One day) I was leaving quarters to go back to my ward, when I had to wait to let a large contingent of troops march past me… Though the sight of soldiers marching was now too familiar to arouse curiosity, an unusual quality of bold vigour in their swift stride caused me to stare at them with puzzled interest.
They looked larger than ordinary men; their tall straight figures were in vivid contrast to the undersized armies of pale recruits to which we were grown accustomed…Had yet another regiment been conjured out of our depleted Dominions? I wondered, watching them move with such rhythm, such dignity, such serene consciousness of self-respect. But I knew the colonial troops so well, and these were different: they were assured where the Australians were aggressive, self-possessed where the New Zealanders were turbulent.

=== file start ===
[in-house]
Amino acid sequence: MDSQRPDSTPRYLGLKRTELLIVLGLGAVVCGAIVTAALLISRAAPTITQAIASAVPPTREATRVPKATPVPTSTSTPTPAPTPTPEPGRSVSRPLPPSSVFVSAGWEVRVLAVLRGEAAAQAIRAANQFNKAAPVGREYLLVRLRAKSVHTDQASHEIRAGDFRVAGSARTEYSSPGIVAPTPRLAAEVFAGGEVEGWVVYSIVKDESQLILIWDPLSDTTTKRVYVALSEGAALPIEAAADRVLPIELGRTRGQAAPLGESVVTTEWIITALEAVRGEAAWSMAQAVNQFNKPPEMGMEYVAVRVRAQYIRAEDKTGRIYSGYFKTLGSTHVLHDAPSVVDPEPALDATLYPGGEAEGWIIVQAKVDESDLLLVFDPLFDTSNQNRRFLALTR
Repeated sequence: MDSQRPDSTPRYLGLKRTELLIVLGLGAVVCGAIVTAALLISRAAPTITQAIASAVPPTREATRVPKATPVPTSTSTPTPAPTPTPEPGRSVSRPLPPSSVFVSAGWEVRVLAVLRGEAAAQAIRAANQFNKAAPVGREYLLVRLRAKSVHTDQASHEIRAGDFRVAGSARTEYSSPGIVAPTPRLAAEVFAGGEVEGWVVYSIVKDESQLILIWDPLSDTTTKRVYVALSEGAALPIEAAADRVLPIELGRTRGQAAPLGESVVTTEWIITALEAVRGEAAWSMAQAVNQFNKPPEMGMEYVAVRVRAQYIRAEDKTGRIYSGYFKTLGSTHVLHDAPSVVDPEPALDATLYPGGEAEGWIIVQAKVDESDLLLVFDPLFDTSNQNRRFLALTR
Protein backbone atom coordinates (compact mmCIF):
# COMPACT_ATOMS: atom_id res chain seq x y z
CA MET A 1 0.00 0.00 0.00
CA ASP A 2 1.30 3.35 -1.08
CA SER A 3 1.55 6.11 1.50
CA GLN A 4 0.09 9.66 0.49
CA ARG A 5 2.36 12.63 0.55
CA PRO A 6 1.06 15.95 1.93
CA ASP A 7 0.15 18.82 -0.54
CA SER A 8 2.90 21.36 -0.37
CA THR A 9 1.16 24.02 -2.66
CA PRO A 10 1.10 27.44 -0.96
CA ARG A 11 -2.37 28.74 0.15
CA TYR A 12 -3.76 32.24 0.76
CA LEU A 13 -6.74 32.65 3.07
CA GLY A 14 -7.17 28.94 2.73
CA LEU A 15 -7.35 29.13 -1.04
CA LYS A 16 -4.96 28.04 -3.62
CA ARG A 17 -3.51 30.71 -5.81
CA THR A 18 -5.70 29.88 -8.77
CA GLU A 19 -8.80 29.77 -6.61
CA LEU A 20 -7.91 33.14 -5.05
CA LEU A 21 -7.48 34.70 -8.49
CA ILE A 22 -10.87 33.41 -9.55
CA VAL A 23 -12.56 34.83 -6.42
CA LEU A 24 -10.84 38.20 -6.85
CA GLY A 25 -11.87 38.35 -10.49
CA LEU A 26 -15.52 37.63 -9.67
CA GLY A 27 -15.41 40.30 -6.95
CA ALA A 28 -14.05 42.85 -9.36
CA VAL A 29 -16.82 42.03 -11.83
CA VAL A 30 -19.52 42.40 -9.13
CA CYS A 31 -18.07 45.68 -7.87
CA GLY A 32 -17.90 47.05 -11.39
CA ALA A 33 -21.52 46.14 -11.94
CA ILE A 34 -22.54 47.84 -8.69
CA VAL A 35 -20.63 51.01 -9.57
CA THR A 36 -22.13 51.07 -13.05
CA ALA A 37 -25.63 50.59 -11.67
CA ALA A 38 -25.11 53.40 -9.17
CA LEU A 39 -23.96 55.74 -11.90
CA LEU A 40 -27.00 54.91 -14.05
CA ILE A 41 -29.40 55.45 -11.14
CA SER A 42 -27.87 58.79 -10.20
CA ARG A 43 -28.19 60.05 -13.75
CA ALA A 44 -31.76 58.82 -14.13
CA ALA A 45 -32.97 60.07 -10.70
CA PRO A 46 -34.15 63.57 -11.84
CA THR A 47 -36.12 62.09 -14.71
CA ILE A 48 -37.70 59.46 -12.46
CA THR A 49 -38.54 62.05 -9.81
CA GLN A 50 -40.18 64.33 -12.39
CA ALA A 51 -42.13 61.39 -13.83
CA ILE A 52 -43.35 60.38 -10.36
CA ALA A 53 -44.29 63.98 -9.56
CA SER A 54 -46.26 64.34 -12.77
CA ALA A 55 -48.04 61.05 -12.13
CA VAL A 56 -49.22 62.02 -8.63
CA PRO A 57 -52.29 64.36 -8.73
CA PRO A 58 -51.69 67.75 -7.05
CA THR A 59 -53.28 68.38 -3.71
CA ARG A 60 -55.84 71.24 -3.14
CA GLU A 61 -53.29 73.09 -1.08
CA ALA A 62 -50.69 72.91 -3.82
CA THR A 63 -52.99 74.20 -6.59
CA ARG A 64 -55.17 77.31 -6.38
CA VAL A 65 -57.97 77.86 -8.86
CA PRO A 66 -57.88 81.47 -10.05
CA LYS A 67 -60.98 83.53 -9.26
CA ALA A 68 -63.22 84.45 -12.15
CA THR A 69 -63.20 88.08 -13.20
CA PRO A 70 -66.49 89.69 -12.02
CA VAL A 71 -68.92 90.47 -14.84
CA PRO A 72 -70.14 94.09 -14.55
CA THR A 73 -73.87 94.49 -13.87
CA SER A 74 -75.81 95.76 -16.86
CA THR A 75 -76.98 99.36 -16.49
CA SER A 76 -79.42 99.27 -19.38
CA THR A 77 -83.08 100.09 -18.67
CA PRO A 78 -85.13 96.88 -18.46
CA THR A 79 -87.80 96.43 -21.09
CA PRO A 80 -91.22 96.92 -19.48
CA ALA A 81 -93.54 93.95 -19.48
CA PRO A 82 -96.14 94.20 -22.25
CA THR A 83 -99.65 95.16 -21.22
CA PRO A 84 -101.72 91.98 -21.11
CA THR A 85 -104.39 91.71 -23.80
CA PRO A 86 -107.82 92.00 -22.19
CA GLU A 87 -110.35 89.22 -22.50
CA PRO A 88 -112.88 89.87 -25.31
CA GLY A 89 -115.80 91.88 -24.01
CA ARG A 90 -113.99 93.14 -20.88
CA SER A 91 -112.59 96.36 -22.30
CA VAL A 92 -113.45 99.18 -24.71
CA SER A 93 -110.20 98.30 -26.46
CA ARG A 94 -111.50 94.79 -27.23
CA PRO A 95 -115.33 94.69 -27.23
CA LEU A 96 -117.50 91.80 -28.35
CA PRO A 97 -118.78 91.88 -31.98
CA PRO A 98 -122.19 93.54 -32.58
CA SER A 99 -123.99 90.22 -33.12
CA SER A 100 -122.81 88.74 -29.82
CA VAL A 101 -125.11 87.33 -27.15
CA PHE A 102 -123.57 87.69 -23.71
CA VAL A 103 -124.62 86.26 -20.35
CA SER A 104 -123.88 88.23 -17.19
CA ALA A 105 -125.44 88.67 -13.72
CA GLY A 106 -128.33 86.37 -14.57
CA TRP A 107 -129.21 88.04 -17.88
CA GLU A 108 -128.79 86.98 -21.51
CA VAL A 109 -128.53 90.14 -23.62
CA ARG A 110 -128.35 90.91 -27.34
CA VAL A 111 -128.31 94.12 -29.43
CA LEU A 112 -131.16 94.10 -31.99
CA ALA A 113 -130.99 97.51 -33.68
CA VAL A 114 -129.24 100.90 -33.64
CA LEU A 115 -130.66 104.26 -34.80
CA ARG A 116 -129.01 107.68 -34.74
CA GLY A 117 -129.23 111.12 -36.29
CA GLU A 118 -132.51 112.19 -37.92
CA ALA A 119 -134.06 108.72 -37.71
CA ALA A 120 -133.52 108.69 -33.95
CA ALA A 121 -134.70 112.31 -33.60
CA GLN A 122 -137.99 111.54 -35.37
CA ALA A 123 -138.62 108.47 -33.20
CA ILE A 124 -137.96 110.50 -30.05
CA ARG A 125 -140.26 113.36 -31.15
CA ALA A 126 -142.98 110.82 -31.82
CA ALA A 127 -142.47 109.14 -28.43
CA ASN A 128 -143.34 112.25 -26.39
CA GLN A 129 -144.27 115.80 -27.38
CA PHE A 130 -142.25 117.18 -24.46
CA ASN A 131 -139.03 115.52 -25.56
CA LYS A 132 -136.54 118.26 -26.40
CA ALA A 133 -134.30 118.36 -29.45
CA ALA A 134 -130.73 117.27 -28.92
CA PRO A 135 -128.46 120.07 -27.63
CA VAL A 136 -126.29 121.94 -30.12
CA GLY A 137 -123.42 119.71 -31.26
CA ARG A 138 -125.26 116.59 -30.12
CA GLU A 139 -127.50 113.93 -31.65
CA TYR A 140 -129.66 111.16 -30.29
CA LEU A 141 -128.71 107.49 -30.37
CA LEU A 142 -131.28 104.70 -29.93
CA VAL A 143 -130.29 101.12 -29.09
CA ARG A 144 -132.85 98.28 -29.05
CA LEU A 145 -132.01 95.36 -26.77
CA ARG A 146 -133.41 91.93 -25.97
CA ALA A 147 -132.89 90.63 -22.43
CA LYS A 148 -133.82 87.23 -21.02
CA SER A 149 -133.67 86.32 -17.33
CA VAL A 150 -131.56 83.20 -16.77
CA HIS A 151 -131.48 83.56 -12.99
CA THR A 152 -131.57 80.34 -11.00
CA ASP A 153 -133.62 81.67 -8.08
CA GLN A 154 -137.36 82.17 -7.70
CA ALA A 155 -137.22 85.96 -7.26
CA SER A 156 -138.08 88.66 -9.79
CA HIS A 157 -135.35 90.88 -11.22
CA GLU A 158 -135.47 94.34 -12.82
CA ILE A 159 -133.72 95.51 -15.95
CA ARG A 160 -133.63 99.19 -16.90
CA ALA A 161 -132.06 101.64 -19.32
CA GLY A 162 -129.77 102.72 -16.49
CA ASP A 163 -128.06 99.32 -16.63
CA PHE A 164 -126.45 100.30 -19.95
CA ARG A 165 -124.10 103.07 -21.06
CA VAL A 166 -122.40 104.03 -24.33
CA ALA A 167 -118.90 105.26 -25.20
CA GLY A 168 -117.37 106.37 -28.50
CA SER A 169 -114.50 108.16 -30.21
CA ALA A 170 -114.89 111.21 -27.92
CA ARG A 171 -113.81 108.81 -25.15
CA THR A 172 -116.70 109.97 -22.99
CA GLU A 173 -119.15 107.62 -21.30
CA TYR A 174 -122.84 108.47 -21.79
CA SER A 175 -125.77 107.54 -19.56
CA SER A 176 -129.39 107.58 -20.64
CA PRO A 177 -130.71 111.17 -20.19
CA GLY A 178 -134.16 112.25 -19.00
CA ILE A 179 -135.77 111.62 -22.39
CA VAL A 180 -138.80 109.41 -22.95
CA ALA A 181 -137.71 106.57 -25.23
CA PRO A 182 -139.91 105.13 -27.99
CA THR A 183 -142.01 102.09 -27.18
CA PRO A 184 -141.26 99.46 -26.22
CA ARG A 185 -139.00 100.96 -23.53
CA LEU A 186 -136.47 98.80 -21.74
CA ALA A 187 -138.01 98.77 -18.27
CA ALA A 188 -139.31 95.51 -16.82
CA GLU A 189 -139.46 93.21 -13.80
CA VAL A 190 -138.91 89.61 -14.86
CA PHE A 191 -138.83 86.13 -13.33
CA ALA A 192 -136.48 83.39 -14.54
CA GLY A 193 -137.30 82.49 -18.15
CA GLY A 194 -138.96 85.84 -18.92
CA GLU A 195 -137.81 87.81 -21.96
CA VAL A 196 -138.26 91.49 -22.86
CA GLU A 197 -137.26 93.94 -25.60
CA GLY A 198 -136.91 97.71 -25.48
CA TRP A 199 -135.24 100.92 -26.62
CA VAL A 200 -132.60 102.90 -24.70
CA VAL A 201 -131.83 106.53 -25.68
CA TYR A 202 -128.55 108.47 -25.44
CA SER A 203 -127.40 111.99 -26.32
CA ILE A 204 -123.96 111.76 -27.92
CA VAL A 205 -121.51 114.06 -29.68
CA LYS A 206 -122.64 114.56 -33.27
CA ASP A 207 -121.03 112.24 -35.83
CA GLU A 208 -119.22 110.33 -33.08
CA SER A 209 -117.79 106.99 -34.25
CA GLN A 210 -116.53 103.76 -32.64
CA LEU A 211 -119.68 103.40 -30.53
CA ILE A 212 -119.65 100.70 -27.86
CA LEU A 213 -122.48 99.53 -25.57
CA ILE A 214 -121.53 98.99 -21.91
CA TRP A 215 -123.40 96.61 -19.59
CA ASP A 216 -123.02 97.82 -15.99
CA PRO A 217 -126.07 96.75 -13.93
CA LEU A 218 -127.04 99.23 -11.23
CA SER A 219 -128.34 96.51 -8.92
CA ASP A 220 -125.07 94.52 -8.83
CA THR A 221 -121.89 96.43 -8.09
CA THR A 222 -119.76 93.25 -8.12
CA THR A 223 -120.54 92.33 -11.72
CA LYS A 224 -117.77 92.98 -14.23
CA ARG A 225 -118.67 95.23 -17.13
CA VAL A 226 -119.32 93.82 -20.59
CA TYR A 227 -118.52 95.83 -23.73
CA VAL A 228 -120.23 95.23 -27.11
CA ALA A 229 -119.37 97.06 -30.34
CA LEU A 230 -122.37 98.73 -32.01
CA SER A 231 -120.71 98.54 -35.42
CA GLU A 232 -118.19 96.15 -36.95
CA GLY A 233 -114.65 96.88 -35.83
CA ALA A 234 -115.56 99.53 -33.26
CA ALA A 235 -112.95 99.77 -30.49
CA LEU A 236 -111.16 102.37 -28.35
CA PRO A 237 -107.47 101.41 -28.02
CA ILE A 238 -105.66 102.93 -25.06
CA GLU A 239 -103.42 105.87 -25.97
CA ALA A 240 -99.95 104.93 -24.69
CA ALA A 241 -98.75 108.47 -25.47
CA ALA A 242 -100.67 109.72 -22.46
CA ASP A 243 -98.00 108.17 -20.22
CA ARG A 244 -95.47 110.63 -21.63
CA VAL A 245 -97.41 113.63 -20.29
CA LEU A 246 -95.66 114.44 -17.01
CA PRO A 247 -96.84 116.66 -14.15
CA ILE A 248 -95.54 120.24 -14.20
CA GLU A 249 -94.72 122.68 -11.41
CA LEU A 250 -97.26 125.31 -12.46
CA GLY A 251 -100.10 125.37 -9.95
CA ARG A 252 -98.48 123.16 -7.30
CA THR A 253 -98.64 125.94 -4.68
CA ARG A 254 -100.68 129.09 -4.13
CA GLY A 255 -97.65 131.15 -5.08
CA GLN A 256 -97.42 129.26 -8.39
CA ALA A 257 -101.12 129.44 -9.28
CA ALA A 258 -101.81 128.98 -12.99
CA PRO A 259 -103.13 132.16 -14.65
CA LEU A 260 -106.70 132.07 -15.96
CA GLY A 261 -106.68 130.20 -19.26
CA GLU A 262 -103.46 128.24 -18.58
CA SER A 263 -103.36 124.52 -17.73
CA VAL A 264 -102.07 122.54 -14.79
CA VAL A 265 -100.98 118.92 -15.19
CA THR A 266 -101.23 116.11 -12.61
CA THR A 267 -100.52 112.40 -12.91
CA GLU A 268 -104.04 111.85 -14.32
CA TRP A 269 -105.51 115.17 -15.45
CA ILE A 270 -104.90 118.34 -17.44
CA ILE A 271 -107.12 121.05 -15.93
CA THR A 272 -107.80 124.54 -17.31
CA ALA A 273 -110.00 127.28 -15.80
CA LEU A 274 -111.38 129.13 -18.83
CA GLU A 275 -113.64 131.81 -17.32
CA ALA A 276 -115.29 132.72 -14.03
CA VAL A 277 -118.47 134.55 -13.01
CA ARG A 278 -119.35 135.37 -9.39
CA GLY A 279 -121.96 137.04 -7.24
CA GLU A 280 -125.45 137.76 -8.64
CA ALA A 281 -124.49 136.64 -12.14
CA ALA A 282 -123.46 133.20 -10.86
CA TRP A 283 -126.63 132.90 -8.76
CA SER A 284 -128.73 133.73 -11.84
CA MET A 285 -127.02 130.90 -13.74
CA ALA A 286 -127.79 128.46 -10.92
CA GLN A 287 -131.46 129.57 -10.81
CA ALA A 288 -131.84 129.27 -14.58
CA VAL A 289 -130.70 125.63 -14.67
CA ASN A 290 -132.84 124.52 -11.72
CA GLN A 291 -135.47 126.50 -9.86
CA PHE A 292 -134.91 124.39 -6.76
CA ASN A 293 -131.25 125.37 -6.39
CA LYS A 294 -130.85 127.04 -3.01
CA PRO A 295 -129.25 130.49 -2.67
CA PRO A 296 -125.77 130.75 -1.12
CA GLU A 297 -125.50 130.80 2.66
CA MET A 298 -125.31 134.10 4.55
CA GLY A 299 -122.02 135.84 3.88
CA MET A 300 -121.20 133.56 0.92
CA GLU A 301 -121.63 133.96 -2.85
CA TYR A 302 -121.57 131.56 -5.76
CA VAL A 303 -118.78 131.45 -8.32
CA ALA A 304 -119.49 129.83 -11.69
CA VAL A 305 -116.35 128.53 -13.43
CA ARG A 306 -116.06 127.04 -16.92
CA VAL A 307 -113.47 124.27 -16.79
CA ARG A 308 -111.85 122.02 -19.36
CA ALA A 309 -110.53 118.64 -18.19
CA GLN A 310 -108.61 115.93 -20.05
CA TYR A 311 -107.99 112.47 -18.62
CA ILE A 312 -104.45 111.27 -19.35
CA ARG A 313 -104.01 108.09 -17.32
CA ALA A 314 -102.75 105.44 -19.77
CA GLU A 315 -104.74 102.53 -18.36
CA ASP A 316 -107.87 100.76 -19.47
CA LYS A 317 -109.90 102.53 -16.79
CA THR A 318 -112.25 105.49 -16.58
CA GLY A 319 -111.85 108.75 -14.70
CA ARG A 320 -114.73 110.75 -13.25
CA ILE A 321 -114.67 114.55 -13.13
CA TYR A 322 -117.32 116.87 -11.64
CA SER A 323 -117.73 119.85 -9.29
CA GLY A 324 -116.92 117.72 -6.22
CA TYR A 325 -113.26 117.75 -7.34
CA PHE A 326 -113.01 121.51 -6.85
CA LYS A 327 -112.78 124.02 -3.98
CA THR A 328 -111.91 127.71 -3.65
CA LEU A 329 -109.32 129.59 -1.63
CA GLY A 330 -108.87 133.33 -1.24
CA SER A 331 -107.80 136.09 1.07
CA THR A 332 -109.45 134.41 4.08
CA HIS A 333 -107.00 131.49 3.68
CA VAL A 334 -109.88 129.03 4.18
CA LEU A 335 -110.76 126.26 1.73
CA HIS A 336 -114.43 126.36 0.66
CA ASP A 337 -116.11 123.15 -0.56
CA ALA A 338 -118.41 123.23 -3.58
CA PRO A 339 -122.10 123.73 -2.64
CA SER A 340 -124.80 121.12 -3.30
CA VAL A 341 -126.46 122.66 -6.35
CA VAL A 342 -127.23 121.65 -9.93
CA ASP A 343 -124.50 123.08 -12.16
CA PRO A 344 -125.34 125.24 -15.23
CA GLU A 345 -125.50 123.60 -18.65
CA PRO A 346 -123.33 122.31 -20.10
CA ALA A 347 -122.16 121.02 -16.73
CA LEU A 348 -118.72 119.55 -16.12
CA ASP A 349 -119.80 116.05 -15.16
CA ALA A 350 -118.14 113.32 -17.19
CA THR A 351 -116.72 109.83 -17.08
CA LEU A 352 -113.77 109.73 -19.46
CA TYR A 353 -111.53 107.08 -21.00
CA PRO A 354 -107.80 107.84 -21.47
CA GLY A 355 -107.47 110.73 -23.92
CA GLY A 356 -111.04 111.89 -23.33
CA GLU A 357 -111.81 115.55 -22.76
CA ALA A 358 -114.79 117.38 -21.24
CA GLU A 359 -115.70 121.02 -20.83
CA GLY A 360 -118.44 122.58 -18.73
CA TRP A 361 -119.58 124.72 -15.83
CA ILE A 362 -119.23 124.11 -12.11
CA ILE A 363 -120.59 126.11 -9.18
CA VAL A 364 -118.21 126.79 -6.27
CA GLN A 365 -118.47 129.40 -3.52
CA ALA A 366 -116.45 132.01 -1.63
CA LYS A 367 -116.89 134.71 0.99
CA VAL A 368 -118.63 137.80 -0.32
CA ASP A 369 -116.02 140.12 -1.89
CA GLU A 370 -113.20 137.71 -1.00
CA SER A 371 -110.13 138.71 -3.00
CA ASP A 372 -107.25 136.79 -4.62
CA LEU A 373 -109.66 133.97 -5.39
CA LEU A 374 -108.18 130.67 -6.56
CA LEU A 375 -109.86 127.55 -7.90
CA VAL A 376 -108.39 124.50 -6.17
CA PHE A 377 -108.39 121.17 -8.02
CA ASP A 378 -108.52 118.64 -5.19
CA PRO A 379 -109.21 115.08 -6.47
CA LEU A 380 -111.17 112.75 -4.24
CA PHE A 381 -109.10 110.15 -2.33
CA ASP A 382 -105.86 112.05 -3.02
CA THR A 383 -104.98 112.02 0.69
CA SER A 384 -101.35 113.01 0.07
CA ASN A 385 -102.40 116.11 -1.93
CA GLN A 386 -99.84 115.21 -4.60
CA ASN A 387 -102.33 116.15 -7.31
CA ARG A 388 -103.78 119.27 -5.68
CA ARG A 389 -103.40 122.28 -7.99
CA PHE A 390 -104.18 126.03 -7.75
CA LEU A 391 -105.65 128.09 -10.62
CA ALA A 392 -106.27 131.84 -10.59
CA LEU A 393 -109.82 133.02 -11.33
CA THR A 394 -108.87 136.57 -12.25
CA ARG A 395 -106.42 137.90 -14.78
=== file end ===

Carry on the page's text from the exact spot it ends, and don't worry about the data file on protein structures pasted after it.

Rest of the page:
Then I heard an excited exclamation from a group of Sisters behind me, “Look! Look! Here are the Americans!”
I pressed forward with the others to watch the United States physically entering the War, so god-like, so magnificent, so splendidly unimpaired in comparison with the tired, nerve-wracked men of the British Army. So these were our deliverers at last, marching up the road to Camiers in the spring sunshine! … The coming of relief made me realize all at once how long and how intolerable had been the tension, and with the knowledge that we were not, after all, defeated, I found myself beginning to cry.
Vera Brittain, Testament of Youth